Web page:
12 Oct 2022
by Mark Brown

Enabling cyber-resilience in the era of emerging technology (Guest blog by BSI)

Guest blog by Mark Brown, Global Managing Director, Digital Trust Consulting Services at BSI #Cyber2022

With the world moving towards a virtually digital space as a direct consequence of COVID-19, more and more organizations are now looking at transitioning to the use of emerging technologies and cloud-based systems. This opens a significant number of vulnerabilities pertaining to cybersecurity and governance. The burning question remains – why do organizations need cyber resilience?

Let me draw a direct comparison between traditional IT structures and cloud-based systems. Using traditional routes to manage your own IT would mean you were in control of your own destiny and the advantage of on-premises technology meant it was within your perimeter and within your control. With cloud-based systems, you are no longer in control, and you must have a trade-off between the benefits of cloud with elasticity and the speed to deployment, the avoidance of capital costs on an ongoing basis, and the move to an evergreen IT, which is an open cost. However, that trade off comes with the reality that you lose control and somebody else is now looking at managing that environment on your behalf.

The importance of a cloud security strategy

Having a cloud security strategy is crucial for organizations as it gives them a better understanding of the breadth of cloud services and in turn helps them navigate risks and enhance governance, especially those that rushed to Cloud without fully understanding its scope. Although the cloud is more advanced today, data breaches do still occur. For organizations to adopt an effective cloud security strategy they need to consider how they will integrate often disparate security solutions. This is necessary to maintain control over a dynamic infrastructure and technology landscape, but more importantly, it needs to strike a balance between security protection and compliance. Central to achieving this balance are two key actions.

Firstly, organizations should ensure that they deploy automated discovery of new virtual machines extending the organizational cloud landscape. This first step is necessary to enable the secondary action, i.e., the deployment of consistent security policies across the hybrid cloud environment.  However, as more and more organizations move towards a cyber-physical model and increase their dependence on IoT, the risk continues to grow.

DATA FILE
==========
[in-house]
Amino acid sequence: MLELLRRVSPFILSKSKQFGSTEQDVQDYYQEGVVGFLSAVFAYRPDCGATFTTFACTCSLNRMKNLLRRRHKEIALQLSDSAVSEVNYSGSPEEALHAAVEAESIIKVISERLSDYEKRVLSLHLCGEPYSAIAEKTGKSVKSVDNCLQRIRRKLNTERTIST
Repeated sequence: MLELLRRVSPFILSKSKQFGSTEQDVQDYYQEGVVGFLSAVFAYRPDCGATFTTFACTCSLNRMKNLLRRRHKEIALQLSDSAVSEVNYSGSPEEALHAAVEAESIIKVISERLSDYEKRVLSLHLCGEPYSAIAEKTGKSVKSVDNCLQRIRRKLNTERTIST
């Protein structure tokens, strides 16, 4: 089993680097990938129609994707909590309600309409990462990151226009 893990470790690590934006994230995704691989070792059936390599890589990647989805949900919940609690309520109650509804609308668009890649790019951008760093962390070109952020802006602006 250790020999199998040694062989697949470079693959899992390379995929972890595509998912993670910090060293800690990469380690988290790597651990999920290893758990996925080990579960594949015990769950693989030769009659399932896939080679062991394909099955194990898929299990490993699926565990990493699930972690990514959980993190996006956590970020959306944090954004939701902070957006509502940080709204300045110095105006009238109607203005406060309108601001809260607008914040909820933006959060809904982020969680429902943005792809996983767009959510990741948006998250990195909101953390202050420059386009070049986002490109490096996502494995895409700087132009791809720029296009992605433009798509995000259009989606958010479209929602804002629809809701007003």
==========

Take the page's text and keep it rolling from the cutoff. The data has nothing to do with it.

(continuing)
Safeguarding Operational Technology (OT)

Many organizations have increased their cybersecurity measures to protect their enterprise technology, however that only covers one side of the resilience equation. Companies need to also look aggressively at securing their operational technology (OT) – the manufacturing systems and software that control business processes, as well as the production of goods and services. OT arguably faces security challenges even more grave than classic enterprise IT. You can't take all the best practices from enterprise IT and simply apply them to that industrial world; they simply won't work. The advent of 5G wireless and other trends is starting to bring far more digital intelligence into business production processes. As the Internet of Things (IoT) meets legacy OT, an entirely new set of vulnerable targets emerge. When it comes to industrial IT, factors like confidentiality, integrity, and availability flip on its head. The two key priorities in these machine-led environments are safety and availability, therefore much emphasis needs to be laid on ensuring that board level discussions consider these differences between enterprise and industrial IT and safeguard them with the right security tools.

A phased approach

From a strategic perspective, organizations should follow a phased approach:

  1. identifying the assets of their environment
  2. detecting the risks those assets pose
  3. determining the response to the risks identified and the potential solutions/control responses to deliver management of those risks
  4. putting a framework in place for governance and recovery
  5. The final step would be to implement that framework in a sustainable, rather than project-focused manner.

When looking at the impact that IoT will have on the environment, globally, over 50% of people buying new cars consider security as a key purchase decision, putting evidence out there which indicates that placing security into the process provides a continual assurance in the decision-making process.

Original source: https://cybermagazine.com/company-reports/enabling-cyber-resilience-era-emerging-technology-0

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Mark Brown

Mark Brown

Global Managing Director, Digital Trust Consulting Services, BSI

Brown has over 30 years of experience in cybersecurity, data privacy, and business resilience consultancy. He has previously held roles at Wipro Ltd. and Ernst & Young, among others. His wealth of knowledge includes extensive proficiency on the internet of things (IoT) and the expanding cybersecurity marketplace, always focusing on cybersecurity’s strategic enablement and risk protection elements.